Today, the Metropolitan Area Planning Council released a "new plan for growth and preservation in Greater Boston" called MetroFuture. Not surprisingly, the plan, according to an op-ed by council director Marc Draisen:
... calls for a new pattern of development based on "smart growth" - concentrating new homes and jobs near existing infrastructure, preserving farms and fields, and protecting air, water, and habitat. However, attaining the lofty goals of MetroFuture depends more on one institution than on any other: a healthy, stable, and growing transit system.
We need to be investing in transit infrastructure and services, but instead we face higher fares and significant service cuts.
Draisen does a nice job of highlighting the difference between how transit needs get different treatment than roadway needs.
Much attention has been paid to toll hikes proposed for the Mass. Pike, Tobin Bridge, and harbor tunnels. The Commonwealth now appears poised to prevent those hikes by pumping state money into the Turnpike Authority. Yet no such commitment has been made to the T. Are those who pay T fares any less worthy of state assistance than motorists? Are they any more to blame for the state's transportation woes? The answer, in both cases, is no.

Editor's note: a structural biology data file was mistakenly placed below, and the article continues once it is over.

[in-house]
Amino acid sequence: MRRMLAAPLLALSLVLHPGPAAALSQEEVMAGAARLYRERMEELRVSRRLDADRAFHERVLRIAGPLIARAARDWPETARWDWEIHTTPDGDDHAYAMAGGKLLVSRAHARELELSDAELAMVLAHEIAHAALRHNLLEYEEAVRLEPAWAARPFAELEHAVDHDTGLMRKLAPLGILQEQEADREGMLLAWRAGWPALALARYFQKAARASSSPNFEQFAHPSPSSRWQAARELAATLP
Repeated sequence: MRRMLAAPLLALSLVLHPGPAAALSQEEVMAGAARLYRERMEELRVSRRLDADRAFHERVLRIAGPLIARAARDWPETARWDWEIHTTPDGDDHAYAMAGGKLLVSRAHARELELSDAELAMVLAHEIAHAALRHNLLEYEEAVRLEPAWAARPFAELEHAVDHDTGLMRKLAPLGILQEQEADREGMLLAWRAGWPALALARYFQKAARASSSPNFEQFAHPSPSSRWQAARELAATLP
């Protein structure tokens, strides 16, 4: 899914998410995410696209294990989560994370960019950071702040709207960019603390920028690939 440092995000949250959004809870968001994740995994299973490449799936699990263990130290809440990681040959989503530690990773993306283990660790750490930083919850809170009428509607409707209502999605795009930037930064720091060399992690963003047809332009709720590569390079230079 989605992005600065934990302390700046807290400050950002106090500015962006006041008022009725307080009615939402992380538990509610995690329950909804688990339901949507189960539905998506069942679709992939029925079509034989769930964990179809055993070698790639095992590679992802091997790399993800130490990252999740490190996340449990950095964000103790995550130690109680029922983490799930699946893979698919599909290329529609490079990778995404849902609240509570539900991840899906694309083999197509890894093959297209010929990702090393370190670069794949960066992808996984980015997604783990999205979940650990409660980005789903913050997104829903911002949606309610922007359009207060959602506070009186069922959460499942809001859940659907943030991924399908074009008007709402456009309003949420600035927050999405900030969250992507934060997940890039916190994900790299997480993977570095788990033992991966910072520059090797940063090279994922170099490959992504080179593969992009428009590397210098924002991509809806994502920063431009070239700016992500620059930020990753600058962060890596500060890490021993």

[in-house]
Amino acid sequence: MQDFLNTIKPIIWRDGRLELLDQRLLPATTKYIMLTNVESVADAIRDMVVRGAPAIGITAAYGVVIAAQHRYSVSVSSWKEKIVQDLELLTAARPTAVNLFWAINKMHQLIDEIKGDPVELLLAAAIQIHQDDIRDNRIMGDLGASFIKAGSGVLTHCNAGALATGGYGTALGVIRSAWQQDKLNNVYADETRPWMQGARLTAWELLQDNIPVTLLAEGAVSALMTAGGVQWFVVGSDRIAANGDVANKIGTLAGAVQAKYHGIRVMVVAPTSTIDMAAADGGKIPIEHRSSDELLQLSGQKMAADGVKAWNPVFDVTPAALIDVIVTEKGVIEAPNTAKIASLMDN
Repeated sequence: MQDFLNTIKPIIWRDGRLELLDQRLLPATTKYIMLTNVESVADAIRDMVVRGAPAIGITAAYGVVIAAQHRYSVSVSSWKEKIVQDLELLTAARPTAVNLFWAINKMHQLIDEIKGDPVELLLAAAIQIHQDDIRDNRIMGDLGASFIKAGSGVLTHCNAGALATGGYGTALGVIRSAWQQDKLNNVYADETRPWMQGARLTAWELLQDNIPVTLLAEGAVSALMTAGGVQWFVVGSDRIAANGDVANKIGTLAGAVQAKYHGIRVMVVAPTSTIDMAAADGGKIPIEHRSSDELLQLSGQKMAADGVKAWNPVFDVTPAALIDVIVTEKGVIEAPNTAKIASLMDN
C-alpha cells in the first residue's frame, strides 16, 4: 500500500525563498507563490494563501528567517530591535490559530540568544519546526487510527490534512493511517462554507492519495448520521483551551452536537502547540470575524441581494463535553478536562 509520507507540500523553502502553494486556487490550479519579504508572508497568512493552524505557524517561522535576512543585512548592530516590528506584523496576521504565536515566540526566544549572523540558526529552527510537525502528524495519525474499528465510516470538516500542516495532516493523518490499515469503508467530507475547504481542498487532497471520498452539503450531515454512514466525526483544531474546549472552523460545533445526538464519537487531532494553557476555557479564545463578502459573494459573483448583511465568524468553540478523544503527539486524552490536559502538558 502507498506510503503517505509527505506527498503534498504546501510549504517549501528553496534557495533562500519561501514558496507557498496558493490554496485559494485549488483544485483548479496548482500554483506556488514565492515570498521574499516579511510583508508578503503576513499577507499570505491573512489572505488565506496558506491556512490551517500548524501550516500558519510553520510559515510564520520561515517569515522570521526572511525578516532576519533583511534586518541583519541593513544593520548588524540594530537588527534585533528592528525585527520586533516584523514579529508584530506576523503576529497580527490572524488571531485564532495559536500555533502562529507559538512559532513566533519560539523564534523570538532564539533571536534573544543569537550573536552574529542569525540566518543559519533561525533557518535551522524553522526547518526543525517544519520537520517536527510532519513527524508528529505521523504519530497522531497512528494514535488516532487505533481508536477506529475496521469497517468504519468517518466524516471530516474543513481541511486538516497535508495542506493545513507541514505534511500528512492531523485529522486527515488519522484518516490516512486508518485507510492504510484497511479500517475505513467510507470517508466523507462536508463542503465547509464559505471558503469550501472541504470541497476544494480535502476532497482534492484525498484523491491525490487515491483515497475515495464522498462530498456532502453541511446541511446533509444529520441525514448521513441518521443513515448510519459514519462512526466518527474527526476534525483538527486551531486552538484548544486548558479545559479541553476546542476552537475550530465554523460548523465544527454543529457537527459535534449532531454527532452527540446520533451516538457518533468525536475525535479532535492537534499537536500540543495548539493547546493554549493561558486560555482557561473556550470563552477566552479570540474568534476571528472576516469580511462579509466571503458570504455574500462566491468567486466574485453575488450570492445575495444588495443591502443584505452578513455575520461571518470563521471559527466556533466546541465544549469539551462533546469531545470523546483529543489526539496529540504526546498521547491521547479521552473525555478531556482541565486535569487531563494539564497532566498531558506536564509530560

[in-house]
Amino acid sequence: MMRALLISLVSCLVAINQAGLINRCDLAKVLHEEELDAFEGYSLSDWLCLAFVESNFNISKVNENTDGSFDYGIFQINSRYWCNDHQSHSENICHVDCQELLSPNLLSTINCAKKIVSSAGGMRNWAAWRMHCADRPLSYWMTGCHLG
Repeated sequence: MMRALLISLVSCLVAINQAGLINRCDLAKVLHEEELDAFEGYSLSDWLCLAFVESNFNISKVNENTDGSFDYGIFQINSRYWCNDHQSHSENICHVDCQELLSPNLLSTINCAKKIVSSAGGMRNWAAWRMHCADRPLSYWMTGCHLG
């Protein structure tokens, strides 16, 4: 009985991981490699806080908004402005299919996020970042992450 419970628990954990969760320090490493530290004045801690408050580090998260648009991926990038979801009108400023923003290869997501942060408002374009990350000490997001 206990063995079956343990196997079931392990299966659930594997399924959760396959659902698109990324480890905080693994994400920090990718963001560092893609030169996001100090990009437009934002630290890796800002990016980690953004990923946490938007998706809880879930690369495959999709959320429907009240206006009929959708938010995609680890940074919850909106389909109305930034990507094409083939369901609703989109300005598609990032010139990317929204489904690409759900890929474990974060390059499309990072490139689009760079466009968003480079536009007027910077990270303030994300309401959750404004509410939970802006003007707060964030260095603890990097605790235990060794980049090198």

While transit spending is more progressive, providing services to the elderly and poorer residents, I don't think it's really a class issue. It's more a function of how transparent the subsidy is. It's easy to see how transit riders don't cover costs at the farebox. It's less clear how heavily subsidized driving is.
No fare increases without a gas tax. No service cuts.